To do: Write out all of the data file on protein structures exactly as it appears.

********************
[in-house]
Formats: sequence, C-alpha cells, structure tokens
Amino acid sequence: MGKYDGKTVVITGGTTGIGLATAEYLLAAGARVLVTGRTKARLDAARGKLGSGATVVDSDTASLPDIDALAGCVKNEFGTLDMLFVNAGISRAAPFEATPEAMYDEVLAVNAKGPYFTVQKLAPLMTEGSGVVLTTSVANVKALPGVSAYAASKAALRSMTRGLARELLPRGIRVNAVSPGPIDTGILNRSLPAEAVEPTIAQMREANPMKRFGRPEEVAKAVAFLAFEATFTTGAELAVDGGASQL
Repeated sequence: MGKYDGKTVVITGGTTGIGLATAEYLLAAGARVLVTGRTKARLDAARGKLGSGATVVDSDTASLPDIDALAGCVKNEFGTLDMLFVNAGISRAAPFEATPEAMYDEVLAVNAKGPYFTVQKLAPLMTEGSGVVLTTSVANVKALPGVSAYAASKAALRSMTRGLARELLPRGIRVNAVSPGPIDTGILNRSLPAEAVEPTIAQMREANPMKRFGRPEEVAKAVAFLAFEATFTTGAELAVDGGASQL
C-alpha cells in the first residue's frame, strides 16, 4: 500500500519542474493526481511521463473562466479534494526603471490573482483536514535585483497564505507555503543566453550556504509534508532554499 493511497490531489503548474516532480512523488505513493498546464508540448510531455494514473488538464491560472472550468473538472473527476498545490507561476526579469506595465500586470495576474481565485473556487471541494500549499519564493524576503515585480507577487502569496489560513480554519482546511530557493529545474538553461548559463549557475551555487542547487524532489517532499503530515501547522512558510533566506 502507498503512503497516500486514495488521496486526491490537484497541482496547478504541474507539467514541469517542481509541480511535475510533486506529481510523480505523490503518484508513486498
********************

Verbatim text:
[in-house]
Formats: sequence, C-alpha cells, structure tokens
Amino acid sequence: MGKYDGKTVVITGGTTGIGLATAEYLLAAGARVLVTGRTKARLDAARGKLGSGATVVDSDTASLPDIDALAGCVKNEFGTLDMLFVNAGISRAAPFEATPEAMYDEVLAVNAKGPYFTVQKLAPLMTEGSGVVLTTSVANVKALPGVSAYAASKAALRSMTRGLARELLPRGIRVNAVSPGPIDTGILNRSLPAEAVEPTIAQMREANPMKRFGRPEEVAKAVAFLAFEATFTTGAELAVDGGASQL
Repeated sequence: MGKYDGKTVVITGGTTGIGLATAEYLLAAGARVLVTGRTKARLDAARGKLGSGATVVDSDTASLPDIDALAGCVKNEFGTLDMLFVNAGISRAAPFEATPEAMYDEVLAVNAKGPYFTVQKLAPLMTEGSGVVLTTSVANVKALPGVSAYAASKAALRSMTRGLARELLPRGIRVNAVSPGPIDTGILNRSLPAEAVEPTIAQMREANPMKRFGRPEEVAKAVAFLAFEATFTTGAELAVDGGASQL
C-alpha cells in the first residue's frame, strides 16, 4: 500500500519542474493526481511521463473562466479534494526603471490573482483536514535585483497564505507555503543566453550556504509534508532554499 493511497490531489503548474516532480512523488505513493498546464508540448510531455494514473488538464491560472472550468473538472473527476498545490507561476526579469506595465500586470495576474481565485473556487471541494500549499519564493524576503515585480507577487502569496489560513480554519482546511530557493529545474538553461548559463549557475551555487542547487524532489517532499503530515501547522512558510533566506 502507498503512503497516500486514495488521496486526491490537484497541482496547478504541474507539467514541469517542481509541480511535475510533486506529481510523480505523490503518484508513486498